More than a month ago, upon my arrival to Addis, Cien and I had the opportunity of attending a National Honey Board Association conference where we met some very important Ethiopian beekeepers as well as researchers. One of those key players is Desalegn Begna, the Senior Ethiopian Researcher, Advisor and President of the Ethiopian Beekeepers association. Having exchanged basic information over our current beekeeping endeavors at the meetings’ coffee break, we met up this past Monday in Addis to assess to the progress of our goals.
Having recently returned from Kembata-Tembaro I was eager to share with him the information I had gathered over our community meetings. As I have previously mentioned, beekeeping whether traditional or modern is very popular in Ethiopia, leading the country to be the largest honey producer in Africa and the third largest in the world. Wax production, although only fulfilling 15% of its full potential also ranks in the top 4 though out the world. Because of this success, beekeeping and production are heavily recorded across the country, yet the Kembata-Tembaro region of the southwest is statistically untouched. Therefore my general assessment of the Azedabo and Kololo villages is of great interest to the beekeeping community.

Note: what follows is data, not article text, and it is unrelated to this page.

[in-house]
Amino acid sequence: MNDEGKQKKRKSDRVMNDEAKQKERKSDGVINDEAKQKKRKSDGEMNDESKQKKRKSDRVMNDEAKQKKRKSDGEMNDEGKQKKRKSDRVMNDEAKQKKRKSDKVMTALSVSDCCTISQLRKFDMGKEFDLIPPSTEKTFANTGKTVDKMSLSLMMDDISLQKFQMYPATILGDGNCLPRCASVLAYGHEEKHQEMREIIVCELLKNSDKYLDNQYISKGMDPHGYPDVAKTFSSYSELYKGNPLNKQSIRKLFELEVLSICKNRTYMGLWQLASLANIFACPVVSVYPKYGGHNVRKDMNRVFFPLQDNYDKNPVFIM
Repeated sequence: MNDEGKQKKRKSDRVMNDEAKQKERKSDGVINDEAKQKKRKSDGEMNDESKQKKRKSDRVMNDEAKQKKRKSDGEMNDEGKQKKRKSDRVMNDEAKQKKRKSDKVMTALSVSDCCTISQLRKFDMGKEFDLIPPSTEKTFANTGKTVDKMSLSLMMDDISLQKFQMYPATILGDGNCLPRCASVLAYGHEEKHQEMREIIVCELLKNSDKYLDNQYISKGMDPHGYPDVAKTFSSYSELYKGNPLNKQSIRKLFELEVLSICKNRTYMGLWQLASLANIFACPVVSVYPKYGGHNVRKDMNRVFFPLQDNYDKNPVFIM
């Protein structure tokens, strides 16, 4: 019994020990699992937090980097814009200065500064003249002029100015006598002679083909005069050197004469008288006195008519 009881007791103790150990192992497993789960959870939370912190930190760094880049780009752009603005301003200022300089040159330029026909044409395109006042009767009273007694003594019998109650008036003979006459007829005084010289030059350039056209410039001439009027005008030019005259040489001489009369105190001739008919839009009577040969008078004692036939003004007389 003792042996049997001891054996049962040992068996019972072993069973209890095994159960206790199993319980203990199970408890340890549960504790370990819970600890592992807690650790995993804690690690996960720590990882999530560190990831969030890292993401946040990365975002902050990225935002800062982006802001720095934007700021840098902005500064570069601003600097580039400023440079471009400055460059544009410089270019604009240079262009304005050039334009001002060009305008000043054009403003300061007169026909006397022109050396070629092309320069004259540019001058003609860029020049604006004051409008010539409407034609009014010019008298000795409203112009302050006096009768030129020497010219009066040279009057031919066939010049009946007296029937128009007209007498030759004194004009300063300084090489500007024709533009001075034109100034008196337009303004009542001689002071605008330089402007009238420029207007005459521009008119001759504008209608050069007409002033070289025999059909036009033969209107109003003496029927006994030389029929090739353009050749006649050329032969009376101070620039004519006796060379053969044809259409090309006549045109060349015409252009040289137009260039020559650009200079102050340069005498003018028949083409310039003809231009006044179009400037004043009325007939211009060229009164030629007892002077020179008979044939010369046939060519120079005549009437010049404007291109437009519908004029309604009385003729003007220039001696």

Over the bustling merchants of the sadist kilo coffee shop, I reiterated my interest in beekeeping for health and nutrition, both bee and human. With a PhD in bee biology and years of experience with beekeeping for development work here in Ethiopia, Desalegn was enthusiastic to offer his support and assistance, as well as research supervision of my goals. Of greatest interest is my desire to collaborate with him and his colleagues at the Holeta Bee Research Center, where they investigate as well as develop community appropriate beekeeping methods. Eager to assist Desalegn picked up the phone and arranged a tour at the center for the following day.
Tuesday April 23rd, Cien, Ashu, our trusted driver Getsh and I, rented a car and traveled 35 kilometers north to the Oromia Agriculture Research Institute where the Holeta Bee Research center is located. Founded as the Beekeeping Demonstration Station in 1965 and later changed to its current name, the center engages in full time research on improved management of beekeeping, bee product handling and processing, bee forage biology of local honeybees, bee health, socio-economic and extension research. Moreover the center has been producing skilled manpower in the fielded of beekeeping through training beekeeping experts, bee technicians and beekeepers of the country.
Upon our arrival we were greeted by our tour guide and bee management specialist Tolera Kumsa, and began our 2 hour introduction to the compound. I was again amazed at my good fortune of finding such a bee information goldmine and made sure to gather as much information as possible. However it wasn’t difficult as one of the center’s main goals is focused on transparency.